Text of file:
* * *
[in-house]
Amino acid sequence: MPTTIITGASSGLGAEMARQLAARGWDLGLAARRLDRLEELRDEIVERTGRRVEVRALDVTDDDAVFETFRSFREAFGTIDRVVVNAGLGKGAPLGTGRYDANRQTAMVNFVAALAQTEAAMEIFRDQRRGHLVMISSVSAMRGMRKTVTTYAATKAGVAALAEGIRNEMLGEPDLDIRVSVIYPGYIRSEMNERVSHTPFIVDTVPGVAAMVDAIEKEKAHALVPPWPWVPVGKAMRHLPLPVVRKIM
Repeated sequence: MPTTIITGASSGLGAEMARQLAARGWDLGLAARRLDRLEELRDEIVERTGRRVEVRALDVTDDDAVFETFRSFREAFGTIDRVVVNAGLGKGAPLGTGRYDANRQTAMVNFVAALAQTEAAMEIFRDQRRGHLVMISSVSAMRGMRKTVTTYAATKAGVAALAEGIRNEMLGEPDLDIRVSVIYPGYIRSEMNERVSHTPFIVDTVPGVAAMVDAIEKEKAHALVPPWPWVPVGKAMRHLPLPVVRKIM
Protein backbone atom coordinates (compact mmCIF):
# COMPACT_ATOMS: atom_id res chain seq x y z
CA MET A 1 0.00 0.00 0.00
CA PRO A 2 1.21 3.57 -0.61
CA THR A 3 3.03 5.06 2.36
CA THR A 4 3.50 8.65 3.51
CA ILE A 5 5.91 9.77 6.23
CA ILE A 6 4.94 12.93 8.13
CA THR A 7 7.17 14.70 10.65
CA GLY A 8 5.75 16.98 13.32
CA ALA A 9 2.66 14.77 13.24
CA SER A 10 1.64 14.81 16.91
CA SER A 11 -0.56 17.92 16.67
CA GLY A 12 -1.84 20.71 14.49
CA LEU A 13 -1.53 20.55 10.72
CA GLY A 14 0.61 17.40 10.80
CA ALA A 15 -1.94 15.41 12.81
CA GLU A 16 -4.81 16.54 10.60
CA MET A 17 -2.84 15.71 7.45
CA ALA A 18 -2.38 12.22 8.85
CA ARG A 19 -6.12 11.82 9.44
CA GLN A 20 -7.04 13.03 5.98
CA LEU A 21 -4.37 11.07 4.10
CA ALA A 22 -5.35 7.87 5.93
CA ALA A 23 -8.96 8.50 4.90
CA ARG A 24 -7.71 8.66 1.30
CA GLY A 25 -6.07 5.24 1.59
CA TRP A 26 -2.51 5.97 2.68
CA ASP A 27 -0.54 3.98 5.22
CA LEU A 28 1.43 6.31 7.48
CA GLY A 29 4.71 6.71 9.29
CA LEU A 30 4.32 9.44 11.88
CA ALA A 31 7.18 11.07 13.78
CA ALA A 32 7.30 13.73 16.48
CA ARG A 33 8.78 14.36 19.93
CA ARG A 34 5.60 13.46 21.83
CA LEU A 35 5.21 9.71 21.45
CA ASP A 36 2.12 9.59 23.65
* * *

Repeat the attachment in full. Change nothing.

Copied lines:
[in-house]
Amino acid sequence: MPTTIITGASSGLGAEMARQLAARGWDLGLAARRLDRLEELRDEIVERTGRRVEVRALDVTDDDAVFETFRSFREAFGTIDRVVVNAGLGKGAPLGTGRYDANRQTAMVNFVAALAQTEAAMEIFRDQRRGHLVMISSVSAMRGMRKTVTTYAATKAGVAALAEGIRNEMLGEPDLDIRVSVIYPGYIRSEMNERVSHTPFIVDTVPGVAAMVDAIEKEKAHALVPPWPWVPVGKAMRHLPLPVVRKIM
Repeated sequence: MPTTIITGASSGLGAEMARQLAARGWDLGLAARRLDRLEELRDEIVERTGRRVEVRALDVTDDDAVFETFRSFREAFGTIDRVVVNAGLGKGAPLGTGRYDANRQTAMVNFVAALAQTEAAMEIFRDQRRGHLVMISSVSAMRGMRKTVTTYAATKAGVAALAEGIRNEMLGEPDLDIRVSVIYPGYIRSEMNERVSHTPFIVDTVPGVAAMVDAIEKEKAHALVPPWPWVPVGKAMRHLPLPVVRKIM
Protein backbone atom coordinates (compact mmCIF):
# COMPACT_ATOMS: atom_id res chain seq x y z
CA MET A 1 0.00 0.00 0.00
CA PRO A 2 1.21 3.57 -0.61
CA THR A 3 3.03 5.06 2.36
CA THR A 4 3.50 8.65 3.51
CA ILE A 5 5.91 9.77 6.23
CA ILE A 6 4.94 12.93 8.13
CA THR A 7 7.17 14.70 10.65
CA GLY A 8 5.75 16.98 13.32
CA ALA A 9 2.66 14.77 13.24
CA SER A 10 1.64 14.81 16.91
CA SER A 11 -0.56 17.92 16.67
CA GLY A 12 -1.84 20.71 14.49
CA LEU A 13 -1.53 20.55 10.72
CA GLY A 14 0.61 17.40 10.80
CA ALA A 15 -1.94 15.41 12.81
CA GLU A 16 -4.81 16.54 10.60
CA MET A 17 -2.84 15.71 7.45
CA ALA A 18 -2.38 12.22 8.85
CA ARG A 19 -6.12 11.82 9.44
CA GLN A 20 -7.04 13.03 5.98
CA LEU A 21 -4.37 11.07 4.10
CA ALA A 22 -5.35 7.87 5.93
CA ALA A 23 -8.96 8.50 4.90
CA ARG A 24 -7.71 8.66 1.30
CA GLY A 25 -6.07 5.24 1.59
CA TRP A 26 -2.51 5.97 2.68
CA ASP A 27 -0.54 3.98 5.22
CA LEU A 28 1.43 6.31 7.48
CA GLY A 29 4.71 6.71 9.29
CA LEU A 30 4.32 9.44 11.88
CA ALA A 31 7.18 11.07 13.78
CA ALA A 32 7.30 13.73 16.48
CA ARG A 33 8.78 14.36 19.93
CA ARG A 34 5.60 13.46 21.83
CA LEU A 35 5.21 9.71 21.45
CA ASP A 36 2.12 9.59 23.65